There can be no denying that Canadian Prime Minister Justin Trudeau's tour of India has been a low profile affair so far. From his arrival to visits across the country, it is quite clear that prominent leaders have not shown much keenness towards Trudeau's visit.
Prime Minister Narendra Modi usually breaks protocol to go to the airport to receive important heads of government. But in case of Trudeau, the receiving minister was MoS Agriculture Ganjendra Singh, not even External Affairs Minister Sushma Swaraj or her two deputies Gen VK Singh or MJ Akbar.
Justin Trudeau, who is accompanied by his wife Sophie and their three children, visited the Taj Mahal yesterday, but for some reason Uttar Pradesh Chief Minister Yogi Adityanath was conspicuously missing. Barely a month ago, when Israeli Prime Minister Benjamin Netanyahu visited the Taj, the UP CM personally showed him around.
However, fingers cannot be pointed at Modi for not having recieved Trudeau at the airport because official protocol does not dictate so. Until Rajiv Gandhi's tenure, the protocol was for the Prime Minister of India to greet visiting counterparts from other States at the airport. In 1984, in view of the increasing number of world leaders visiting India, the protocol was tweaked. The new protocol dictates that it is no longer mandatory for the prime minister to be at the airport. Instead, a junior official could easily carry out the task.
But, Modi has on many occasions set aside the protocol for a handful of world leaders.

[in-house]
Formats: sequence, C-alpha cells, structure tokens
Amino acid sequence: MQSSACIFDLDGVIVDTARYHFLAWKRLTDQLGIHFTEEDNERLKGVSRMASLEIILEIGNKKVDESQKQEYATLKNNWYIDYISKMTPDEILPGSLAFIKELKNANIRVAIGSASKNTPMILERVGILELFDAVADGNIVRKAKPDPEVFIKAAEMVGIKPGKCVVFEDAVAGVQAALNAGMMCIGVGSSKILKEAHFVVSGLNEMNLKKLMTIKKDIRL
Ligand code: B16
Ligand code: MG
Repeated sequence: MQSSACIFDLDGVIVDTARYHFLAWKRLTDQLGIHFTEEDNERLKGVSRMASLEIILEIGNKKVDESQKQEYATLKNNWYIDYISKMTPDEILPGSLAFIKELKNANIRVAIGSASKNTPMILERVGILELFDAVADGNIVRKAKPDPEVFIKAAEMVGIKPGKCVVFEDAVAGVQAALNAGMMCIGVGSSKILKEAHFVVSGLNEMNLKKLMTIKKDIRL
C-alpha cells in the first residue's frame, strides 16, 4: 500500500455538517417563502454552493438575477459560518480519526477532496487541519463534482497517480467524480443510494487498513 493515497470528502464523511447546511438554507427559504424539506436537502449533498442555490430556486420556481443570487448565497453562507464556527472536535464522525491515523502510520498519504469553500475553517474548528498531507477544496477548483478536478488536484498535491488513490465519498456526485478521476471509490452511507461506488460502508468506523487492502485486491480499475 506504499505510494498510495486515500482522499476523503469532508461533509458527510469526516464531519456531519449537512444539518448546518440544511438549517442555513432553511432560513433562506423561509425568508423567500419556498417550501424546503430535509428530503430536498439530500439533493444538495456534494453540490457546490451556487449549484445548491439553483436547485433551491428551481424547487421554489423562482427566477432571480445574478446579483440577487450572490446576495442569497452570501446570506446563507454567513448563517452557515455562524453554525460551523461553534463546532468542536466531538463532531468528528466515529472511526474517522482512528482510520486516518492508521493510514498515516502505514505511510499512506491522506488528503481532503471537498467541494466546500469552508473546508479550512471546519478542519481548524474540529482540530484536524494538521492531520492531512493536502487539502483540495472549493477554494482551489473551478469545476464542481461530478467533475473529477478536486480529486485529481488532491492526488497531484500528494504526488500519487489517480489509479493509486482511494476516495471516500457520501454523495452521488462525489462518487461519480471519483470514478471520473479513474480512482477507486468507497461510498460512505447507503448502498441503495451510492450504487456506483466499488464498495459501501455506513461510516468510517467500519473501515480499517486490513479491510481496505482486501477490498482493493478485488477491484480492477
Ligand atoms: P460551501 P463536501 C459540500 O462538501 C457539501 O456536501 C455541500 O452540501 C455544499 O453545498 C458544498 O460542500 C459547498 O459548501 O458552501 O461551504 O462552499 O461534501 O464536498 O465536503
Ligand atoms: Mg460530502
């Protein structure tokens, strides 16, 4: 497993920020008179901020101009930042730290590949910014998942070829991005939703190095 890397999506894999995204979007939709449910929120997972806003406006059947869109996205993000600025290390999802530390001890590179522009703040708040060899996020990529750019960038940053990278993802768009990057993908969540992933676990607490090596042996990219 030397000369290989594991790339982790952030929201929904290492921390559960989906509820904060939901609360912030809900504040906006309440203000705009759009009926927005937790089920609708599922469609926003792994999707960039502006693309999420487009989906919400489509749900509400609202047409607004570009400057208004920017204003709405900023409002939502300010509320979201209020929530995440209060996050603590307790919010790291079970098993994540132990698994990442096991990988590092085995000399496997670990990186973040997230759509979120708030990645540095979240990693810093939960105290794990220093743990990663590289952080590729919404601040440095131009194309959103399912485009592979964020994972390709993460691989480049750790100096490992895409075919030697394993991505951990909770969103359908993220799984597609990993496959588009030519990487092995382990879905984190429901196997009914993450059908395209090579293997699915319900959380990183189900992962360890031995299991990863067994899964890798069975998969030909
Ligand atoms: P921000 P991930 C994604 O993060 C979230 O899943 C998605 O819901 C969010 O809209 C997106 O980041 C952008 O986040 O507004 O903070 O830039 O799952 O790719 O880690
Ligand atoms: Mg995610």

There can be two possible explanations for lukewarm response from Indian administration to Canadian Prime Minister's visit.
The first one is the presence of some Sikh ministers in Trudeau's cabinet who are seen as pro-Khalistani movement. Trudeau has four Sikh cabinet ministers - Harjit Sajjan, Amarjeet Sohi, Navdeep Bains and Bardish Chagger. Some reports say that Harjit Sajjan and Amarjit Sohi have both supported radical Khalistani elements in Canada.
Many say that the Centre's seemingly lack of interest in Trudeau's visit is an indication of India not particularly pleased with Canadian Cabinet ministers with alleged links to the Sikh separatist movement.
Another reason, as reported by News 18, is the planning of the trip itself. Usually most important visits begin with the ceremonial reception at the Rashtrapati Bhavan followed by the official bilateral meetings at Hyderabad House. Agra, Ahmedabad and Mumbai are usually reserved for the second half of any official visit. In Trudeau's case, the opposite seems to be happening. His visit began from Mumbai on Saturday, Agra on Sunday, Ahmedabad on Monday, Mumbai on Tuesday, Amritsar on Wednesday and finally Delhi on Thursday and Friday.